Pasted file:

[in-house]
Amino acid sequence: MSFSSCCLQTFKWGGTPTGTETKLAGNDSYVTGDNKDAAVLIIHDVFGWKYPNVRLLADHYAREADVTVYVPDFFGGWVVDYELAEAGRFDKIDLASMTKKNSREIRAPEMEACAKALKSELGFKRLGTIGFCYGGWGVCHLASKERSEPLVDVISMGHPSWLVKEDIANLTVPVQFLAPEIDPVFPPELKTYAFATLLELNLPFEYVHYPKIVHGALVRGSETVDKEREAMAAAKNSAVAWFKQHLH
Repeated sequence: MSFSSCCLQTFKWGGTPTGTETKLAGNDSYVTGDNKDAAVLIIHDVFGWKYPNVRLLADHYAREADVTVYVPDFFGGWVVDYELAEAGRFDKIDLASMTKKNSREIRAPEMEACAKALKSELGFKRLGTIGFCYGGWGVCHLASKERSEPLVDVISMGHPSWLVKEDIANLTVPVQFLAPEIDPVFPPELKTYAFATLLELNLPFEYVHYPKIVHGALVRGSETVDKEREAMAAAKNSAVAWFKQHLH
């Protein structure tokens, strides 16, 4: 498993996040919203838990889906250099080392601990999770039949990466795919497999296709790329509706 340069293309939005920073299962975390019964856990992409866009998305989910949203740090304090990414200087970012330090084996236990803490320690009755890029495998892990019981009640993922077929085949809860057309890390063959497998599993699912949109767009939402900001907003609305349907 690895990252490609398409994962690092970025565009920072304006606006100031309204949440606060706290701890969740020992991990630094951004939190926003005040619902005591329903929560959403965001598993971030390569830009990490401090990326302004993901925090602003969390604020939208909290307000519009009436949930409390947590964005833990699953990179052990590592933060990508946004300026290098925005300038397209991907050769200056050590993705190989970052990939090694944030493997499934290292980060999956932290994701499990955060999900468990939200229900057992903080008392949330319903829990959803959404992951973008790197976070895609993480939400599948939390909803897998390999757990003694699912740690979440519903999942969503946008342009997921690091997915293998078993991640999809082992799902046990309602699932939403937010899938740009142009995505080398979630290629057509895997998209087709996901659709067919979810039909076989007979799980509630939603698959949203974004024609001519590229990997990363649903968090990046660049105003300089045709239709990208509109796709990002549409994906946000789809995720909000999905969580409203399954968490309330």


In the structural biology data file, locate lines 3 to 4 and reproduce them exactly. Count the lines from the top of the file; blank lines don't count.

Repeated sequence: MSFSSCCLQTFKWGGTPTGTETKLAGNDSYVTGDNKDAAVLIIHDVFGWKYPNVRLLADHYAREADVTVYVPDFFGGWVVDYELAEAGRFDKIDLASMTKKNSREIRAPEMEACAKALKSELGFKRLGTIGFCYGGWGVCHLASKERSEPLVDVISMGHPSWLVKEDIANLTVPVQFLAPEIDPVFPPELKTYAFATLLELNLPFEYVHYPKIVHGALVRGSETVDKEREAMAAAKNSAVAWFKQHLH
């Protein structure tokens, strides 16, 4: 498993996040919203838990889906250099080392601990999770039949990466795919497999296709790329509706 340069293309939005920073299962975390019964856990992409866009998305989910949203740090304090990414200087970012330090084996236990803490320690009755890029495998892990019981009640993922077929085949809860057309890390063959497998599993699912949109767009939402900001907003609305349907 690895990252490609398409994962690092970025565009920072304006606006100031309204949440606060706290701890969740020992991990630094951004939190926003005040619902005591329903929560959403965001598993971030390569830009990490401090990326302004993901925090602003969390604020939208909290307000519009009436949930409390947590964005833990699953990179052990590592933060990508946004300026290098925005300038397209991907050769200056050590993705190989970052990939090694944030493997499934290292980060999956932290994701499990955060999900468990939200229900057992903080008392949330319903829990959803959404992951973008790197976070895609993480939400599948939390909803897998390999757990003694699912740690979440519903999942969503946008342009997921690091997915293998078993991640999809082992799902046990309602699932939403937010899938740009142009995505080398979630290629057509895997998209087709996901659709067919979810039909076989007979799980509630939603698959949203974004024609001519590229990997990363649903968090990046660049105003300089045709239709990208509109796709990002549409994906946000789809995720909000999905969580409203399954968490309330």